4) He has convened legislative assemblies in unusual, uncomfortable places far from the seat of their archives, for the sole purpose of inducing the settlers, tiring them, to allow in provisions proposed by him.

5) He has repeatedly dissolved legislative assemblies only because they opposed with masculine decision to his usurpations of the rights of the people.

6) After the dissolution of those assemblies, he opposed the election of others: which is why the legislative power, which cannot be suppressed, returned to the people in its collective, in order to function, - while the state remained exposed to all the dangers of invasion from the outside, and unrest within.

7) He has attempted to prevent the settlement of these States, opposing to this end the naturalization laws of foreigners by refusing to approve others that encouraged immigration, and hindering the conditions for new land purchases.

8) He obstructed the administration of justice by refusing the assent to laws intended to strengthen the judiciary.

9) He has made the judges dependent only on his will for the attainment and retention of the office, and for the amount and payment of salaries.

10) He set up a number of new offices, and sent swarms of employees to harass the people and devour their belongings.

11) He maintained between us, in time of peace, settled armies without the consent of the legislative authority.

12) He tried to make military power independent of civil power, and to this superior.

13) He has agreed with others to submit us to a jurisdiction alien to our constitution and not recognized by our laws, giving his assent to their alleged legal provisions aimed at:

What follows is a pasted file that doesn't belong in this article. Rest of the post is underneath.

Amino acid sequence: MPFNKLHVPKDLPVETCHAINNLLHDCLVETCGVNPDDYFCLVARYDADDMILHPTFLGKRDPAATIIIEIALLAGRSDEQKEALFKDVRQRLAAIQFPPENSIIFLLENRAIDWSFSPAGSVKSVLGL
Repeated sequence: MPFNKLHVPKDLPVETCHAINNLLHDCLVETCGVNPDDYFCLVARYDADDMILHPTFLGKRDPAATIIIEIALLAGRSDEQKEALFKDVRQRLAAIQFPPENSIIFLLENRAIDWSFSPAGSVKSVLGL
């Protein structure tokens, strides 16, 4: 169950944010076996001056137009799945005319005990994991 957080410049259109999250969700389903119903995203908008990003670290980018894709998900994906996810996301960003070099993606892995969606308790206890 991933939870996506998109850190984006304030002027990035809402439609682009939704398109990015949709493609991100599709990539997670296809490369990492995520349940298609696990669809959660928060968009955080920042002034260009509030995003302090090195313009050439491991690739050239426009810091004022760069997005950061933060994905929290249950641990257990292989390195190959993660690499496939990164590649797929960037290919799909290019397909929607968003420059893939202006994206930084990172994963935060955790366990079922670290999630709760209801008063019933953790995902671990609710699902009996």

a) to house large bodies of armed troops among us;

b) to protect them, with mock trials, from the penalties incurred for murders committed against the inhabitants of these States;

c) interrupt our trade with all parts of the world;

d) impose taxes on us without our consent;

e) in many cases deprive us of the benefits of the trial by jury;

f) transport us overseas to be tried for alleged crimes;

g) to abolish the free regulation of English laws in an adjacent province, establishing an arbitrary government, and extending its borders so as to at the same time make it an example and a suitable instrument for introducing the same absolute government into these Colonies;

h) suppress our statutory papers, abolish our very valid laws, and change the forms of our governments from the ground up;

i) suspend our legislative bodies, and proclaim ourselves invested with the power to legislate for us in any and every case.

14) He abdicated his government here, declaring us deprived of his protection and waging war against us.

15) He has preyed on our seas, devastated our coasts, set our cities on fire, destroyed the lives of our people.